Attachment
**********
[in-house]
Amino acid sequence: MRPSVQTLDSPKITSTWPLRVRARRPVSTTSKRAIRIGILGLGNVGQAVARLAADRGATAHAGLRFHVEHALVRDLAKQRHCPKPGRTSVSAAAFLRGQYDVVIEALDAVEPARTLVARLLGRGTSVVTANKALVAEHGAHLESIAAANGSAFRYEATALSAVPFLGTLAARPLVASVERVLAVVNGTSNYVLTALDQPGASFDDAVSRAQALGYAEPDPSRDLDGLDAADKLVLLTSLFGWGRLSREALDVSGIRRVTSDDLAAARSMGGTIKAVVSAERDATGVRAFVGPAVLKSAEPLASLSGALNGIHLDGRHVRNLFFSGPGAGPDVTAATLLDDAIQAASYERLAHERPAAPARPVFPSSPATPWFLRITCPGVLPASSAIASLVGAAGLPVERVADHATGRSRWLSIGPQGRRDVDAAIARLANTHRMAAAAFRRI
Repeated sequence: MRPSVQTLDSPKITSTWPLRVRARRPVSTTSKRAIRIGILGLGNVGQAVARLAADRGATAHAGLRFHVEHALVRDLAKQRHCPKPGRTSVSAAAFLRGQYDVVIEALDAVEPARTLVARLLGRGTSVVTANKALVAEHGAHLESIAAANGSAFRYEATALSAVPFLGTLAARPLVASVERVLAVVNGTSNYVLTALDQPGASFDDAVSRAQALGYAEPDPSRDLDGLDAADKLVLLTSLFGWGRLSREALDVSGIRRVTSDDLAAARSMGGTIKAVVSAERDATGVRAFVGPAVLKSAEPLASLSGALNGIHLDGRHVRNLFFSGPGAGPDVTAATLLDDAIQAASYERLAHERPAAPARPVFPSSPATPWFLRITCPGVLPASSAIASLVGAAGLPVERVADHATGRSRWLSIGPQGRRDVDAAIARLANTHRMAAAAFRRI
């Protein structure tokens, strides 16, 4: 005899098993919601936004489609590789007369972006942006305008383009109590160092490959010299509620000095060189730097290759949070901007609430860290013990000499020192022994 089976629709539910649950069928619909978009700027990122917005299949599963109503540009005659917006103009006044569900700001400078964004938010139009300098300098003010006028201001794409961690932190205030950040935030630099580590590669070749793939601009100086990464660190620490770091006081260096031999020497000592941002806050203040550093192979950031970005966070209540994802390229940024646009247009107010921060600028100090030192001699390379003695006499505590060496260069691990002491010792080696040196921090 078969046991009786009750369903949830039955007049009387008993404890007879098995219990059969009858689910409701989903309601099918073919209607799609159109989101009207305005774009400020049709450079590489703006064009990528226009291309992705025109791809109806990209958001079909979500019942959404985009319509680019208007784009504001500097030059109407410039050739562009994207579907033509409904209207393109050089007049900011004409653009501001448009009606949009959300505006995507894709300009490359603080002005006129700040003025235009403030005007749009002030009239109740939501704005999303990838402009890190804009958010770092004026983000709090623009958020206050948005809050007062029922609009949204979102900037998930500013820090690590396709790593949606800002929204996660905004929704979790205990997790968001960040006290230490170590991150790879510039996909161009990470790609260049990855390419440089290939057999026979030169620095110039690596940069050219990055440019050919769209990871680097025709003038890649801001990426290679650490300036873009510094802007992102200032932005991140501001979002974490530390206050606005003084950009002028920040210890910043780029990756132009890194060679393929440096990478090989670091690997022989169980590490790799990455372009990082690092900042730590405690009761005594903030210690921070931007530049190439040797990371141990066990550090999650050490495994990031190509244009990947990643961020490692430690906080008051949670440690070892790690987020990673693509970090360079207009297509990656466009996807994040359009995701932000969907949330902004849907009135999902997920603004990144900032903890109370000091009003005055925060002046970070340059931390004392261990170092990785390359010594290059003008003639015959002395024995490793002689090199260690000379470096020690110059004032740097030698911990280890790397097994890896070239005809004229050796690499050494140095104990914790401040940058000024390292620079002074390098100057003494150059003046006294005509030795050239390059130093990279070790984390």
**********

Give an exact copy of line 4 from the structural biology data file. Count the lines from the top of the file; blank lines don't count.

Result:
């Protein structure tokens, strides 16, 4: 005899098993919601936004489609590789007369972006942006305008383009109590160092490959010299509620000095060189730097290759949070901007609430860290013990000499020192022994 089976629709539910649950069928619909978009700027990122917005299949599963109503540009005659917006103009006044569900700001400078964004938010139009300098300098003010006028201001794409961690932190205030950040935030630099580590590669070749793939601009100086990464660190620490770091006081260096031999020497000592941002806050203040550093192979950031970005966070209540994802390229940024646009247009107010921060600028100090030192001699390379003695006499505590060496260069691990002491010792080696040196921090 078969046991009786009750369903949830039955007049009387008993404890007879098995219990059969009858689910409701989903309601099918073919209607799609159109989101009207305005774009400020049709450079590489703006064009990528226009291309992705025109791809109806990209958001079909979500019942959404985009319509680019208007784009504001500097030059109407410039050739562009994207579907033509409904209207393109050089007049900011004409653009501001448009009606949009959300505006995507894709300009490359603080002005006129700040003025235009403030005007749009002030009239109740939501704005999303990838402009890190804009958010770092004026983000709090623009958020206050948005809050007062029922609009949204979102900037998930500013820090690590396709790593949606800002929204996660905004929704979790205990997790968001960040006290230490170590991150790879510039996909161009990470790609260049990855390419440089290939057999026979030169620095110039690596940069050219990055440019050919769209990871680097025709003038890649801001990426290679650490300036873009510094802007992102200032932005991140501001979002974490530390206050606005003084950009002028920040210890910043780029990756132009890194060679393929440096990478090989670091690997022989169980590490790799990455372009990082690092900042730590405690009761005594903030210690921070931007530049190439040797990371141990066990550090999650050490495994990031190509244009990947990643961020490692430690906080008051949670440690070892790690987020990673693509970090360079207009297509990656466009996807994040359009995701932000969907949330902004849907009135999902997920603004990144900032903890109370000091009003005055925060002046970070340059931390004392261990170092990785390359010594290059003008003639015959002395024995490793002689090199260690000379470096020690110059004032740097030698911990280890790397097994890896070239005809004229050796690499050494140095104990914790401040940058000024390292620079002074390098100057003494150059003046006294005509030795050239390059130093990279070790984390």